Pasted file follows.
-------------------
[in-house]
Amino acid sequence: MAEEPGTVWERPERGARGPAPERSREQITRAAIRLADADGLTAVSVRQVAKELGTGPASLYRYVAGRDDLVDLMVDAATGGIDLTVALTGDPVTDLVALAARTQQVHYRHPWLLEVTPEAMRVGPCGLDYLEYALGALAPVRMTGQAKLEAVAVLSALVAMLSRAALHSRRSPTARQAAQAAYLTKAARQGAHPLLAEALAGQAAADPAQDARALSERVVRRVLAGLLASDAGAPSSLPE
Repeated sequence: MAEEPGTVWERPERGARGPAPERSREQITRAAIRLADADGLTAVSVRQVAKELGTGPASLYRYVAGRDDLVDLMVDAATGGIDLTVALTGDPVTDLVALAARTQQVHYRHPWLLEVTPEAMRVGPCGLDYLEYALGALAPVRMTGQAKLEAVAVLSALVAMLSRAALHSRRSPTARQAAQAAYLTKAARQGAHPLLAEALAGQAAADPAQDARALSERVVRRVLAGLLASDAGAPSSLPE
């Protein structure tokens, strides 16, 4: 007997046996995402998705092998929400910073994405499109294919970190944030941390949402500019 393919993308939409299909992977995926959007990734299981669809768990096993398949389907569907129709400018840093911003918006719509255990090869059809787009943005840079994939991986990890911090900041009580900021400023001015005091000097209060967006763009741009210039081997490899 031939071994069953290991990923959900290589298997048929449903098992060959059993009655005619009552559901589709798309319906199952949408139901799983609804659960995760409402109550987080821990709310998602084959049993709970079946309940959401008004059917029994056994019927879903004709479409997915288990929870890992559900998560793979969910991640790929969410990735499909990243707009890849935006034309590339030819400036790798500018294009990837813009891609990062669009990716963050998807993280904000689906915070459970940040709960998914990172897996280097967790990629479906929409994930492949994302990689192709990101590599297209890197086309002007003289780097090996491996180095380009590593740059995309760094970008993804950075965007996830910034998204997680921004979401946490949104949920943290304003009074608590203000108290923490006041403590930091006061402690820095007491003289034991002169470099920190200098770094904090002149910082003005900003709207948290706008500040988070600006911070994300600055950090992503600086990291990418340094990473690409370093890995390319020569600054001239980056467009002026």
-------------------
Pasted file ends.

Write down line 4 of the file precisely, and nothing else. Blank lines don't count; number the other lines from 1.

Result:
């Protein structure tokens, strides 16, 4: 007997046996995402998705092998929400910073994405499109294919970190944030941390949402500019 393919993308939409299909992977995926959007990734299981669809768990096993398949389907569907129709400018840093911003918006719509255990090869059809787009943005840079994939991986990890911090900041009580900021400023001015005091000097209060967006763009741009210039081997490899 031939071994069953290991990923959900290589298997048929449903098992060959059993009655005619009552559901589709798309319906199952949408139901799983609804659960995760409402109550987080821990709310998602084959049993709970079946309940959401008004059917029994056994019927879903004709479409997915288990929870890992559900998560793979969910991640790929969410990735499909990243707009890849935006034309590339030819400036790798500018294009990837813009891609990062669009990716963050998807993280904000689906915070459970940040709960998914990172897996280097967790990629479906929409994930492949994302990689192709990101590599297209890197086309002007003289780097090996491996180095380009590593740059995309760094970008993804950075965007996830910034998204997680921004979401946490949104949920943290304003009074608590203000108290923490006041403590930091006061402690820095007491003289034991002169470099920190200098770094904090002149910082003005900003709207948290706008500040988070600006911070994300600055950090992503600086990291990418340094990473690409370093890995390319020569600054001239980056467009002026």